According to an embodiment of the present invention, there is provided an apparatus for processing errors in a computer system that includes a request module that can receive incoming packets. A processor module can identify a write operation specified by an incoming request packet. The processor module determines a register specified by the incoming request packet upon which to perform the operation. A registers module maintains registers within which the write operation is performed. The incoming request packet specifies instructions for how to inject an error into the computer system. The processor module performs a write operation by writing information from the incoming request packet into one of the header and data registers of the registers module. The processor module sets an error bit to trigger processing of the injected error.
In detecting errors, the request module receives a request packet and determines whether the request packet has an error. The request module transfers the request packet to the processor module for processing in response to a determination that there is no error in the request packet. Otherwise, the request module stores header and data information associated with the request packet in the header and data registers of the registers module in response to the request module identifying an error in the request packet. The request module sets an error bit in an error register of the registers module to indicate that an error has been identified in the request packet.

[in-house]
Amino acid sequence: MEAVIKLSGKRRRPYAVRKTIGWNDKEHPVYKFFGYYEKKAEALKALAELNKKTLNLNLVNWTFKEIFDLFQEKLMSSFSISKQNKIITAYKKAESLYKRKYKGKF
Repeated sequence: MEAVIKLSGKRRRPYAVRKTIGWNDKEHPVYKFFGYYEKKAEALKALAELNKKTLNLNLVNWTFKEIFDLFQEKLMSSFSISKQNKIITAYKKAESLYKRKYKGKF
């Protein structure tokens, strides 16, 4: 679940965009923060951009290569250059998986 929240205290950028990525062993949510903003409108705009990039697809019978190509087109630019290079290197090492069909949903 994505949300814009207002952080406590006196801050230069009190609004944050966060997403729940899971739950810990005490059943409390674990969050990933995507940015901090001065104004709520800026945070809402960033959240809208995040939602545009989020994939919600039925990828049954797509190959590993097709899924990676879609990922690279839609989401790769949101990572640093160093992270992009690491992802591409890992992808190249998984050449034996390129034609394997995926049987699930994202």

The present invention provides various technical advantages over conventional error processing techniques. For example, one technical advantage is to inject errors into a computer system to test the functionality of error handling software. Another technical advantage is to efficiently identify errors and capture information concerning identified errors. Yet another technical advantages is to effectively provide error identification, capture, and injection in a common environment. Other technical advantages may be readily apparent to those of skill in the art in view of the following figures, description, and claims.
For a more complete understanding of the present invention and the advantages thereof, reference is now made to the following description taken in conjunction with the accompanying drawings, wherein like reference numerals represent like parts, in which: